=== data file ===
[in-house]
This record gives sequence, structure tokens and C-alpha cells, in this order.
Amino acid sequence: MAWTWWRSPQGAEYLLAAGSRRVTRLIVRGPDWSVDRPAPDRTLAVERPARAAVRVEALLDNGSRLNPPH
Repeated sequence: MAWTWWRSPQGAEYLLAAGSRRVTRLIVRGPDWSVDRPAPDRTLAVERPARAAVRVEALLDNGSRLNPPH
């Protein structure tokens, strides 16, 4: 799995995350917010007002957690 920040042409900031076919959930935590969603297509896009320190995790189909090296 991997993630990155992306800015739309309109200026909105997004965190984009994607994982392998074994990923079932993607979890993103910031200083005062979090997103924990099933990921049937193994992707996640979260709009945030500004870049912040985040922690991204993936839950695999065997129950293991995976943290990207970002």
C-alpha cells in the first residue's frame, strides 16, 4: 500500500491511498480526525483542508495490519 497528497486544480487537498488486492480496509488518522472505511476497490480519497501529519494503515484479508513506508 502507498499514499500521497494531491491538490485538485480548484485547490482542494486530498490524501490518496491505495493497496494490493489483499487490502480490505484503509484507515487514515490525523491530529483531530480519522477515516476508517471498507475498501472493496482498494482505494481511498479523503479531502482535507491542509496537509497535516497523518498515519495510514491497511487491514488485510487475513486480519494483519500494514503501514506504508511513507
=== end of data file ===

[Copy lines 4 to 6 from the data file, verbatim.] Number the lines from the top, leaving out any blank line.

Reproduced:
Repeated sequence: MAWTWWRSPQGAEYLLAAGSRRVTRLIVRGPDWSVDRPAPDRTLAVERPARAAVRVEALLDNGSRLNPPH
């Protein structure tokens, strides 16, 4: 799995995350917010007002957690 920040042409900031076919959930935590969603297509896009320190995790189909090296 991997993630990155992306800015739309309109200026909105997004965190984009994607994982392998074994990923079932993607979890993103910031200083005062979090997103924990099933990921049937193994992707996640979260709009945030500004870049912040985040922690991204993936839950695999065997129950293991995976943290990207970002």
C-alpha cells in the first residue's frame, strides 16, 4: 500500500491511498480526525483542508495490519 497528497486544480487537498488486492480496509488518522472505511476497490480519497501529519494503515484479508513506508 502507498499514499500521497494531491491538490485538485480548484485547490482542494486530498490524501490518496491505495493497496494490493489483499487490502480490505484503509484507515487514515490525523491530529483531530480519522477515516476508517471498507475498501472493496482498494482505494481511498479523503479531502482535507491542509496537509497535516497523518498515519495510514491497511487491514488485510487475513486480519494483519500494514503501514506504508511513507